We have over 100,000 visitors each month, but in the whole of 2013 less than £1,000 was raised from donations. We rely on donations and cannot continue to maintain our database and website unless this increases considerably in 2014. Please make a donation today. More information on our financial position >>>
Search Page Content
   Bookmark and Share
   
    By donating to PFAF, you can help support and expand our activities
    Plant Suppliers: Click here for a List

Taraxacum officinale - Webb.                
                 
Common Name Dandelion - Kukraundha, Kanphool
Family Asteraceae or Compositae
Synonyms
Known Hazards This plant has been mentioned in various books on poisonous plants but any possible toxins will be of very low concentration and toxicity[10]. There are reports that some people have suffered dermatitis as a result of touching the plant, this is probably caused by the latex in the leaves and stems[222].
Habitats A very common weed of grassland and cultivated ground[17].
Range Throughout most of the northern hemisphere, including Britain.
Edibility Rating  
Medicinal Rating  
Care
Fully Hardy Moist Soil Semi-shade Full sun

Summary       

Physical Characteristics       
 icon of manicon of flower
Taraxacum officinale is a PERENNIAL growing to 0.5 m (1ft 8in) by 0.3 m (1ft).
It is hardy to zone 5 and is not frost tender. It is in flower from Apr to May, and the seeds ripen from May to June. The flowers are hermaphrodite (have both male and female organs) and are pollinated by Insects, self, apomictic.The plant is self-fertile.
It is noted for attracting wildlife.


USDA hardiness zone : Coming soon


Suitable for: light (sandy), medium (loamy) and heavy (clay) soils and prefers well-drained soil. Suitable pH: acid, neutral and basic (alkaline) soils and can grow in very alkaline soils.
It can grow in semi-shade (light woodland) or no shade. It prefers moist soil. The plant can tolerate maritime exposure.

Taraxacum officinale Dandelion - Kukraundha, Kanphool


Taraxacum officinale Dandelion - Kukraundha, Kanphool
http://de.wikipedia.org/wiki/Benutzer:MatthiasKabel
   
Habitats       
 Lawn; Meadow; Cultivated Beds;
Edible Uses                                         
Edible Parts: Flowers;  Leaves;  Root.
Edible Uses: Coffee;  Tea.

Leaves - raw or cooked[1, 2, 4, 5, 7, 9, 12, 14, 33, 154]. When used in salads, they are rather bitter, though less so in the winter. Tender young leaves are considerably less bitter than older leaves[K]. The leaves are often blanched (by excluding light from the growing plant) before use[183]. This will make them less bitter, but they will also contain less vitamins and minerals[K]. A very nutritious food, 100g of the raw leaves contain about 2.7g. protein, 9.2g. carbohydrate, 187mg Calcium, 66mg phosphorus, 3.1mg iron, 76mg sodium, 397mg potassium, 36mg magnesium, 14000iu vitamin A, 0.19mg vitamin B1, 0.26mg vitamin B2, 35mg vitamin C[173]. Root - raw or cooked[5, 9, 12, 183]. Bitter. A turnip-like flavour[159]. Flowers - raw or cooked[102, 159]. A rather bitter flavour[K], the unopened flower buds can be used in fritters[183] and they can also be preserved in vinegar and used like capers[7]. Both the leaves and the roots are used to flavour herbal beers and soft drinks such as 'Dandelion and Burdock'[238]. The roots of 2 year old plants are harvested in the autumn, dried and roasted to make a very good coffee substitute[2, 4, 5, 12, 54, 159]. It is caffeine-free[213]. A pleasant tea is made from the flowers[12, 102]. They are also used to make wine - all green parts should be removed when making wine to prevent a bitter flavour[238]. The leaves and the roots can also be used to make tea.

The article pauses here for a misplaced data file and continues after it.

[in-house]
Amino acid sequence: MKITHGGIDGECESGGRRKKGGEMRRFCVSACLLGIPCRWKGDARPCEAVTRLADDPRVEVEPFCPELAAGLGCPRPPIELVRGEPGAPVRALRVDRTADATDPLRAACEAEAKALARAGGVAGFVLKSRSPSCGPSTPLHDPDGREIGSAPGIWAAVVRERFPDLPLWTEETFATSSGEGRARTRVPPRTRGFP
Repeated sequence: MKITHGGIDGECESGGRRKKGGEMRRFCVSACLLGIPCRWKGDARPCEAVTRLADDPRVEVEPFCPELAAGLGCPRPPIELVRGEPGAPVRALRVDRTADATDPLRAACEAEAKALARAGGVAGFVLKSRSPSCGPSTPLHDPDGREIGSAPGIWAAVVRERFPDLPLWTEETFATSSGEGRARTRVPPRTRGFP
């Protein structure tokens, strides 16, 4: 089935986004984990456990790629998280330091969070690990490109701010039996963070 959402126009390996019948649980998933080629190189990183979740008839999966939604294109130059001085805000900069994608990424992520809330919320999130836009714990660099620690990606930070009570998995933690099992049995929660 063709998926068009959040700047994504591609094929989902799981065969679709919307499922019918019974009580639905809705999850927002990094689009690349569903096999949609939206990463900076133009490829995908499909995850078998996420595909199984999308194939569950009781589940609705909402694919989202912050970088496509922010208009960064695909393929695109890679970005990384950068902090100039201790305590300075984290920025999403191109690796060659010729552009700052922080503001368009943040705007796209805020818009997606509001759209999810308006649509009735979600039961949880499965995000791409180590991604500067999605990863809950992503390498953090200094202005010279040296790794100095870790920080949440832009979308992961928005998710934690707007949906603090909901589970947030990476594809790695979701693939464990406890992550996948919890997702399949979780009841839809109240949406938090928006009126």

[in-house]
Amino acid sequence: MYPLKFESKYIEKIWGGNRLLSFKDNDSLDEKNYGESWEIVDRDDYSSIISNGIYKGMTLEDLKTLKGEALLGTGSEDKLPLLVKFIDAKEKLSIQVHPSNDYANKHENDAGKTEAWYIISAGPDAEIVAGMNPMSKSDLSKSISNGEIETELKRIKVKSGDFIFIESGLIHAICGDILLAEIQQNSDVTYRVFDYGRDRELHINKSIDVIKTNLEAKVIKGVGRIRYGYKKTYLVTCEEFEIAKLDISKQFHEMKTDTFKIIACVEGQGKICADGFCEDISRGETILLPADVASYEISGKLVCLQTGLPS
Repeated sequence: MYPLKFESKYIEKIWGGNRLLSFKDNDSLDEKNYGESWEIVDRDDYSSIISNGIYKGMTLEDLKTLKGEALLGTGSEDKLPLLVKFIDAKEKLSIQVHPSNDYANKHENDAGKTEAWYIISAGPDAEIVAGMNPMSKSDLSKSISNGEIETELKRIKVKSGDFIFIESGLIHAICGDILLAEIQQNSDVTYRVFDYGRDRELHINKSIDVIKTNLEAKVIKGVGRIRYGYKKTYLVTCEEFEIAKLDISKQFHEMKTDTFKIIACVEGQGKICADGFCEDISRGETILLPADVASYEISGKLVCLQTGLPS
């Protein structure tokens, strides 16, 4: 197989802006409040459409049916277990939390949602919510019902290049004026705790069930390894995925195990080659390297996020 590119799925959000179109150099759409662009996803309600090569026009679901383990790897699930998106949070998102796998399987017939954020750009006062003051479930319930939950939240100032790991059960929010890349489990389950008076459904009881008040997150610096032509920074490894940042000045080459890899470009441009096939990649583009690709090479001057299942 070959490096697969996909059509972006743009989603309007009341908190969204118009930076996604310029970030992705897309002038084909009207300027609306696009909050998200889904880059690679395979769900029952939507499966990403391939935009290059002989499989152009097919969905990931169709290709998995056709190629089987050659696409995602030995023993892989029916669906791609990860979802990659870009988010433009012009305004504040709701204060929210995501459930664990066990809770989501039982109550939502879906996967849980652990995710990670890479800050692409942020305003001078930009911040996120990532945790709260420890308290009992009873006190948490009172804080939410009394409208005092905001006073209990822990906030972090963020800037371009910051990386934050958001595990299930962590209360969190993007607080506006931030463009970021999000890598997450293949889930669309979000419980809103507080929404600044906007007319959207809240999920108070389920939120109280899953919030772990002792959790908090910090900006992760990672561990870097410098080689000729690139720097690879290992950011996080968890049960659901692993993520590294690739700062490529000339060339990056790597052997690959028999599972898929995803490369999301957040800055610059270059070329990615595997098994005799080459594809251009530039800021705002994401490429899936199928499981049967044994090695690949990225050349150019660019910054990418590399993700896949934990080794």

Medicinal Uses


Plants For A Future can not take any responsibility for any adverse effects from the use of plants. Always seek advice from a professional before using a plant medicinally.

Aperient;  Cholagogue;  Depurative;  Diuretic;  Hepatic;  Hypoglycaemic;  Laxative;  Miscellany;  Stomachic;  Tonic;  Warts.


The dandelion is a commonly used herbal remedy. It is especially effective and valuable as a diuretic because it contains high levels of potassium salts and therefore can replace the potassium that is lost from the body when diuretics are used[238]. All parts of the plant, but especially the root, are slightly aperient, cholagogue, depurative, strongly diuretic, hepatic, laxative, stomachic and tonic[4, 7, 9, 21, 54, 165, 176, 222, 238]. The root is also experimentally cholagogue, hypoglycaemic and a weak antibiotic against yeast infections[222]. The dried root has a weaker action[222]. The roots can be used fresh or dried and should be harvested in the autumn when 2 years old[4]. The leaves are harvested in the spring when the plant is in flower and can be dried for later use[9]. A tea can be made from the leaves or, more commonly, from the roots[213]. The plant is used internally in the treatment of gall bladder and urinary disorders, gallstones, jaundice, cirrhosis, dyspepsia with constipation, oedema associated with high blood pressure and heart weakness, chronic joint and skin complaints, gout, eczema and acne[238]. The plant has an antibacterial action, inhibiting the growth of Staphylococcus aureus, Pneumococci, Meningococci, Bacillus dysenteriae, B. typhi, C. diphtheriae, Proteus etc[176]. The latex contained in the plant sap can be used to remove corns, warts and verrucae[7]. The latex has a specific action on inflammations of the gall bladder and is also believed to remove stones in the liver[7]. A tea made from the leaves is laxative[222]. The German Commission E Monographs, a therapeutic guide to herbal medicine, approve Taraxacum officinale for dyspepsia, urnary tract infections, liver and gallbladder complaints, appetite loss (see [302] for critics of commission E).
Other Uses
Compost;  Cosmetic;  Dye;  Fruit ripening;  Latex;  Miscellany.